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Public support for UK nuclear and shale gas falls to new low

August 5, 2015
British public support for nuclear power and shale gas has fallen to its lowest ever level in a long-running official government survey, which has also briefly ceased polling showing widespread public support for renewable energy.
Nuclear and fracking for shale gas are key planks of the Conservative government’s energy policy, but the polling published on Tuesday shows just one in five people now support shale gas and one in three support nuclear.
Government sources warned last week that fracking plans could be delayed for 16 months after Lancashire county council rejected applications by shale gas company Cuadrilla to drill and frack wells in Fylde.
Plans for a new nuclear power station at Hinkley in Somerset have also come under fire recently, with the Conservative peer Lord Howell of Guildford warning of rising costs of the “elephantine” project and HSBC criticising the £25bn cost for Hinkley’s new reactors.
Green campaigners and renewable trade bodies said the polling showed the government was at odds with the public.
Daisy Sands, Greenpeace UK head of energy, said: “The government’s own survey shows ministers’ priorities on energy are at the polar opposite of what the British public wants. Popular technologies like wind and solar are having their support axed, whilst the more-unpopular-than-ever fracking industry keeps getting preferential treatment.”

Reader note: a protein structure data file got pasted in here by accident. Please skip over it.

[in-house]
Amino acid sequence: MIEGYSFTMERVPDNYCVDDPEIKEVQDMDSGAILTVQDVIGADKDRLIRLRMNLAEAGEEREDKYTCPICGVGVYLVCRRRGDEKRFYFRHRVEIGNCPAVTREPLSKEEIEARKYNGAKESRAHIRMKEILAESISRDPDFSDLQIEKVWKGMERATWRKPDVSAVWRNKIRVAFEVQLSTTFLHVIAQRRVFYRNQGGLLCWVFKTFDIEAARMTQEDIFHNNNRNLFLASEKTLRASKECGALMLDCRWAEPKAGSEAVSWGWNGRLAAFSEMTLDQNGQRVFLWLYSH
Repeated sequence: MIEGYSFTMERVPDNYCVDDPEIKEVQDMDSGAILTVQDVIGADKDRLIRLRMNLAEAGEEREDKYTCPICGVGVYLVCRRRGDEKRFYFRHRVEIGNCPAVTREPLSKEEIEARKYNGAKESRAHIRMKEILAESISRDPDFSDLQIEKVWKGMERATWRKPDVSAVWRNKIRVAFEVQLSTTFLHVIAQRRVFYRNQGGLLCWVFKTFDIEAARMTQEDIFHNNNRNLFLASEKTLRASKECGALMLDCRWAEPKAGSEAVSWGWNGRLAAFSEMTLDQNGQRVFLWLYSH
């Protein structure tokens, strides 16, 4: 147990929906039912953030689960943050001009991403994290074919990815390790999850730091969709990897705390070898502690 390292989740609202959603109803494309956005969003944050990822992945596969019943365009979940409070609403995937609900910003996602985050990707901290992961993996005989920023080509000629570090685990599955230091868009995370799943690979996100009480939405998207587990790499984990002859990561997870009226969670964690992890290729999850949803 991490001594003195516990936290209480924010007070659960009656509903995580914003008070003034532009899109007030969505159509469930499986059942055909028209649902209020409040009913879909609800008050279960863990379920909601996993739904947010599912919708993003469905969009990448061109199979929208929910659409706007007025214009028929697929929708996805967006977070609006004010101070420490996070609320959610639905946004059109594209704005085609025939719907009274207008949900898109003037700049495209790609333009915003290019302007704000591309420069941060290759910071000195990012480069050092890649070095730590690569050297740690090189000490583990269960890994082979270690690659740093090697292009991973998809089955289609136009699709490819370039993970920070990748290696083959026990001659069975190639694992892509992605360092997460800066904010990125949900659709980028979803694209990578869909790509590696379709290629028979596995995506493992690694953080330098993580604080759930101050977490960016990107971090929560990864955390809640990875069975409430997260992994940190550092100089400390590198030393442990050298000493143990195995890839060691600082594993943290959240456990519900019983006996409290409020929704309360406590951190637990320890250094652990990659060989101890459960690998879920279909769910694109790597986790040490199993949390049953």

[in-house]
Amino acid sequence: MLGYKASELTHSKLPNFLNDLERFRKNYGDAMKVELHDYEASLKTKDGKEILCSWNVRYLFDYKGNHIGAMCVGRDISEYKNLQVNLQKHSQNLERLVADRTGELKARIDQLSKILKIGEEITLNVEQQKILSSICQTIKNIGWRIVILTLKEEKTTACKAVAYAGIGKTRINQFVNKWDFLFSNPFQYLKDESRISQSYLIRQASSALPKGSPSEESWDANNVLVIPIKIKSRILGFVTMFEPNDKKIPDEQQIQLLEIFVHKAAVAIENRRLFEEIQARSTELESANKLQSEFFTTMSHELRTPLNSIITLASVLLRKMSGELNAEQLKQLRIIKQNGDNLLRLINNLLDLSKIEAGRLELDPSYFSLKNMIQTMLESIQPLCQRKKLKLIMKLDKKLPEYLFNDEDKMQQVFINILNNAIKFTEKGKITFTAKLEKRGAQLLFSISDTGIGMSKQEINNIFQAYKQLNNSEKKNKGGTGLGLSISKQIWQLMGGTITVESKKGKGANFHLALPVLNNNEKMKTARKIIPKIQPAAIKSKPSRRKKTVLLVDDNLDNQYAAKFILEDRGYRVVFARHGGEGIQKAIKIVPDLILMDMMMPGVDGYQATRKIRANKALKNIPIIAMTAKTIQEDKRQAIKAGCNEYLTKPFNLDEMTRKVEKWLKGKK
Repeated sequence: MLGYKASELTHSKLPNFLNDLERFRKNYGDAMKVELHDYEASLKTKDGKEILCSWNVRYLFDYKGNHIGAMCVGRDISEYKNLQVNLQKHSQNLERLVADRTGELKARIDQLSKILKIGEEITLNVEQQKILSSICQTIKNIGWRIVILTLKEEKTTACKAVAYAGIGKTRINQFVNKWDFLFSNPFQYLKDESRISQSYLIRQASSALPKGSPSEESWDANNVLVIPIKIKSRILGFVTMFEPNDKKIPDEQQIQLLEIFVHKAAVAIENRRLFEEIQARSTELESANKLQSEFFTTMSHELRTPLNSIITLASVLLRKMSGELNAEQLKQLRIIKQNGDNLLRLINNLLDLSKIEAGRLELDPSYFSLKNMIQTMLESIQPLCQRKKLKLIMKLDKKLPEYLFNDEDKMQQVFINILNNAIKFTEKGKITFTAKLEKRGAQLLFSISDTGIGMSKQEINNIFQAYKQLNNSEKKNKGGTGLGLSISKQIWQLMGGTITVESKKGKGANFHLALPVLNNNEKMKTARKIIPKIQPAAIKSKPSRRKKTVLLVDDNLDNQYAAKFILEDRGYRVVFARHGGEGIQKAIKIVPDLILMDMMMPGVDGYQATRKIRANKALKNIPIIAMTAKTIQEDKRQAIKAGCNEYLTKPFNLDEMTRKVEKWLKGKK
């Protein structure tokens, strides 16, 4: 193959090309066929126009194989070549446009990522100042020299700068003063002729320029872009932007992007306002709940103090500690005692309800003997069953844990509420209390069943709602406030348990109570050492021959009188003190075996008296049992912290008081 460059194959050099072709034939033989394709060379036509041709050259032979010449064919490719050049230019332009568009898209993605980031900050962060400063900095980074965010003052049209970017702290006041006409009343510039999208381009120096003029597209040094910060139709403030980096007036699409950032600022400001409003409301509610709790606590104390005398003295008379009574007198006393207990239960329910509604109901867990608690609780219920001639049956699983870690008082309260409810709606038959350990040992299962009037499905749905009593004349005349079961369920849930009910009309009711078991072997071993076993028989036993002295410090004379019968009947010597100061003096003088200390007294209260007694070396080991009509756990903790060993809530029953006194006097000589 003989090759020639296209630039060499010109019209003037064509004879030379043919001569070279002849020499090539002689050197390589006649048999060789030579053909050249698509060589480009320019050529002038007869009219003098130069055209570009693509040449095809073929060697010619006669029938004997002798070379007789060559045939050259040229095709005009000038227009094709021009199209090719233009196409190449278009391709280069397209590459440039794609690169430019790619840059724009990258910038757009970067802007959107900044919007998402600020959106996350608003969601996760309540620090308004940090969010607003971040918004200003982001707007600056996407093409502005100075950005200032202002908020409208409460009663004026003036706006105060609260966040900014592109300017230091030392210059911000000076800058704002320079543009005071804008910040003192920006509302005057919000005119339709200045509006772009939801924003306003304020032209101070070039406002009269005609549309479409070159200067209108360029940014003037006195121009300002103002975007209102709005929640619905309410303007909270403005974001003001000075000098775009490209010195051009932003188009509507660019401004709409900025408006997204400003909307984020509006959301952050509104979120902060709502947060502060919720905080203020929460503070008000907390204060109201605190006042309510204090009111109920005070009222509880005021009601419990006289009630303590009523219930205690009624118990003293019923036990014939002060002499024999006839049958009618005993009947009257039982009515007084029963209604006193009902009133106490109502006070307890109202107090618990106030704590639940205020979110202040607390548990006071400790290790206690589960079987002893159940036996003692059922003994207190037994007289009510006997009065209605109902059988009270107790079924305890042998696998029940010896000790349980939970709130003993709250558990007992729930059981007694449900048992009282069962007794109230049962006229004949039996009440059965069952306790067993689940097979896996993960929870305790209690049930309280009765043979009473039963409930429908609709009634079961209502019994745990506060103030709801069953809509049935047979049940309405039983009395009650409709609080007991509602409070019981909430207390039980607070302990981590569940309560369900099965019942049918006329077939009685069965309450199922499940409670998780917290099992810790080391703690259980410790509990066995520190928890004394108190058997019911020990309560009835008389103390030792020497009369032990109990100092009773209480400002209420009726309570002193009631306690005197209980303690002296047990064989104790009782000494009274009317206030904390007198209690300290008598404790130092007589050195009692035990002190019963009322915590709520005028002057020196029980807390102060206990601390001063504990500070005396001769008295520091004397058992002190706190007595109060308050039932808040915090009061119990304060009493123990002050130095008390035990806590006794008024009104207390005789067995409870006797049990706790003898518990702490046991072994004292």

Friends of the Earth senior energy campaigner, Donna Hume, said: “It’s little surprise that the more people find out about the risks of fracking, the more they oppose it.”
The latest version of the Department of Energy and Climate Change’s (Decc) public attitudes tracking survey, which has been running for three years, has also temporarily dropped polling on public support for renewable energy. The government has recently announced several cuts to subsidies for renewables.
Maf Smith, deputy chief executive of the trade body RenewableUK, said: “It’s disappointing to see that the Department of Energy and Climate Change hasn’t included crucial data showing the high level of public backing for onshore and offshore wind in this particular wave of polling.
“We hope the government will bear that in mind when it comes to formulating its energy policy so that it starts to take a balanced approach to all technologies, including renewables”.
The survey has consistently shown around two-thirds of people support onshore windfarms, one of the first targets of the Conservative government, which is ending subsidies for them in 2016.
The poll has also regularly shown even higher levels of support for solar power, and tiny levels of opposition. Last month, Decc signalled it was cutting support for smaller solar farms, having already ended subsidies for larger ones.
However, Decc said that a decision had been taken at the start of the year to shorten this edition of the survey, and that polling on renewables would return in the next release of the survey, due in November.
“New nuclear power and home-grown shale gas are vital to build a clean, affordable, safe and reliable energy system that can keep the lights on and heat our homes for decades ahead,” a Decc spokeswoman said.
Source: The Guardian

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